By Kenny Dickson, Special Contributor…
After seeing the newest James Bond film, Skyfall, I thought about the nature of rebooting.
Celebrating 50 years of Bond, the newest edition continues the reboot of the series that began two films ago with the casting of Daniel Craig as Bond. Resetting a film franchise allows the producers to make changes in a film series and remain relevant. For Bond this was a long time coming as the world has changed so much since 1962 when the Bond franchise began. What spoke to audiences then and what connects with viewers now is as different as night and day.
Prior to this reboot, changes in the character of James Bond and Bond films occurred primarily when the actors who portrayed 007 changed. Each one varied the way he portrayed the superspy, but these were more nuance than change. The series still operated with the same biography, assumptions and expectations. Each Bond film had to have more outlandish gadgets, exotic locations and cool quips. At times during the years, Bond films strained with the pressures to outdo the elements from previous films, resulting in less-than-impressive gadgets and forced or lame witticism.
With the restart, James Bond is more brooding and mysterious; his background and life before he became a “00” is part of the shadow narrative that drives the nature of the character as well as the energy and feel of the film. While there are still gadgets, exciting locales, beautiful women and superb action sequences, they play a less prominent role, and are not the driving elements in the films. Bond himself is.
Reboots are also important in the world outside the theater. Like films, people and institutions such as the Church have history that is a part of their framework and should be honored, as well as past methodology that has become constraining and out of touch with their calling and should be excised.
In the Christian understanding, God’s grace and forgiveness is such a rebooting.
Through baptism, individuals are brought into the Body of Christ, claimed and marked by God, and begin new lives. Throughout a faithful life God offers grace that, in the words of Charles Wesley, “breaks the power of cancelled sin,” sin that stains the image and likeness of God that is indwelled into all people. Sin has power because it separates one from God. This separation manifests through persons rejecting the relationship that requires them to deny those desires whose genesis are of the world and whose focus is on themselves, rather than give of themselves to God, and live by the desires of God and the ways of God’s Kingdom.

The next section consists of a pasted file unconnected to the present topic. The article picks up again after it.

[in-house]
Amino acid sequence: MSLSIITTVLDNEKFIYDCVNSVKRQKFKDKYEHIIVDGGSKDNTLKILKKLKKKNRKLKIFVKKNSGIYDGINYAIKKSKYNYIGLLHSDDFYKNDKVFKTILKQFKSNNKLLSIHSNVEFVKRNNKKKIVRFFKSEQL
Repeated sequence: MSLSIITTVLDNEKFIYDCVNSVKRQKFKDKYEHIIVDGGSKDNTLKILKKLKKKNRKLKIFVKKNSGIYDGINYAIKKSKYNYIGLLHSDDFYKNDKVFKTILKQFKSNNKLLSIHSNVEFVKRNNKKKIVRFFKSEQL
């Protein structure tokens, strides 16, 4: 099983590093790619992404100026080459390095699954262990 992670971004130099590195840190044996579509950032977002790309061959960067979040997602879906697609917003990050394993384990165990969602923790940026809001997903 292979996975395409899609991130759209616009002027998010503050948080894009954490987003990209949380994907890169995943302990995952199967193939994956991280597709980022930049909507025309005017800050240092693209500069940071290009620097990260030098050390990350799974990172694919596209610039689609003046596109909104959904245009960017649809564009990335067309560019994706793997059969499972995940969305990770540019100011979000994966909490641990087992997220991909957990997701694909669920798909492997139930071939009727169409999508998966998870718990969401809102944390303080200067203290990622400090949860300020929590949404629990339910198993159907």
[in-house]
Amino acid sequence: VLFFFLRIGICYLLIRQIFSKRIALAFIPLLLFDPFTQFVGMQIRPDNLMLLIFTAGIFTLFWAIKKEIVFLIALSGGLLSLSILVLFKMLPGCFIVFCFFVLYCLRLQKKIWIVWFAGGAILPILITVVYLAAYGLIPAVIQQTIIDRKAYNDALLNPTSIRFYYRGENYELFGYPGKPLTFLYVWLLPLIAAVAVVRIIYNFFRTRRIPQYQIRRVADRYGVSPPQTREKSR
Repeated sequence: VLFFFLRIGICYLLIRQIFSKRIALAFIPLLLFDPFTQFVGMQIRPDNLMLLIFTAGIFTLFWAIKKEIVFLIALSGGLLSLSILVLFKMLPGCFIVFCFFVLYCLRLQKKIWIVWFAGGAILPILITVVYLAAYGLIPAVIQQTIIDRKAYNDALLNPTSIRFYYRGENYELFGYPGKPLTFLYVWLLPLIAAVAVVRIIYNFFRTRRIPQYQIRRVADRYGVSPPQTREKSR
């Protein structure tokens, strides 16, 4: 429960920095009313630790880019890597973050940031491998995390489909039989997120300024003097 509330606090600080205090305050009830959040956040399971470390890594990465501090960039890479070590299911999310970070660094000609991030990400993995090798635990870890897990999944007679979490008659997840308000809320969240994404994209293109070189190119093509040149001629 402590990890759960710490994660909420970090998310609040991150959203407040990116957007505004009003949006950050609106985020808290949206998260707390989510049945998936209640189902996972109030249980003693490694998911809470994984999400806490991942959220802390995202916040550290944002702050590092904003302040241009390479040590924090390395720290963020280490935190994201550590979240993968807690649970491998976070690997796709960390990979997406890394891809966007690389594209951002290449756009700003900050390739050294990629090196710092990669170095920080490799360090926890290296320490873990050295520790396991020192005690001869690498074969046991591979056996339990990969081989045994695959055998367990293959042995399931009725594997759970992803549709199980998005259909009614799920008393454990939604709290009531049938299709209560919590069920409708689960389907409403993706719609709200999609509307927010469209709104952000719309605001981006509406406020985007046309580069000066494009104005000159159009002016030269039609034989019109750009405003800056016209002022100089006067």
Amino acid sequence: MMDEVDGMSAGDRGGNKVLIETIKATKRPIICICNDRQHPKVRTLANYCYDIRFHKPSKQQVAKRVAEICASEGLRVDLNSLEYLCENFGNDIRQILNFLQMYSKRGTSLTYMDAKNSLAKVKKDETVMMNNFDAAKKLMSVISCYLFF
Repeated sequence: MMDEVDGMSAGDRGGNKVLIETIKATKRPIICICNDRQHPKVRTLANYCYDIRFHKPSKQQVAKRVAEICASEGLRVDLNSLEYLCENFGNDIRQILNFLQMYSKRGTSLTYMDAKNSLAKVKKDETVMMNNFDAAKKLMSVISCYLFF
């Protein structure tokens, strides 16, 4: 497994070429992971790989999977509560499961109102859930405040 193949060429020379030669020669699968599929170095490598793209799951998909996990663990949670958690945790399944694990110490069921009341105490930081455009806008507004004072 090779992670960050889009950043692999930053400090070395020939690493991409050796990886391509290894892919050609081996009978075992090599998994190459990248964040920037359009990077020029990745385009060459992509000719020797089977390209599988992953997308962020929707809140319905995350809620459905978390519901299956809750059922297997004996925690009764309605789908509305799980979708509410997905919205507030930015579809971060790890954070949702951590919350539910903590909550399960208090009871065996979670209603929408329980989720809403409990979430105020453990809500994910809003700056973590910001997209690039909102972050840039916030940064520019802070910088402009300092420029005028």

Though we do not deserve such grace, God is forever more willing to bestow such to us, forgive us and reboot our lives, than we are willing to ask for and accept such change and peace. Yet when one does accept the forgiveness of God the burden, guilt and shame of sin—that which weighs and wears all people down—is cut loose and true freedom is experienced.
Likewise, local congregations and the Church universal are in a world that is continually changing. Congregations that are 20, 30 or 50-plus years old are located in communities that have evolved during that time. Demographic features of neighborhoods change as families grow older or younger, wealthier or poorer, and cultural identities and practices transition. In response, the needs of those in the community change.
Congregations need to be aware of the fluidity of their neighborhoods, as well as their own membership, and change, sometimes even reboot, to meet those needs and fulfill the mission to represent Christ as they minister to those around them. While God is constant and everlasting, the children of God and their communities are forever changing, necessitating modifications in the way ministry is offered, the Word understood, and the grace and love of God experienced.
The Rev. Dickson, senior pastor at Christ United Methodist Church in Farmers Branch, Texas, has a degree in film history and theory from Southern Methodist University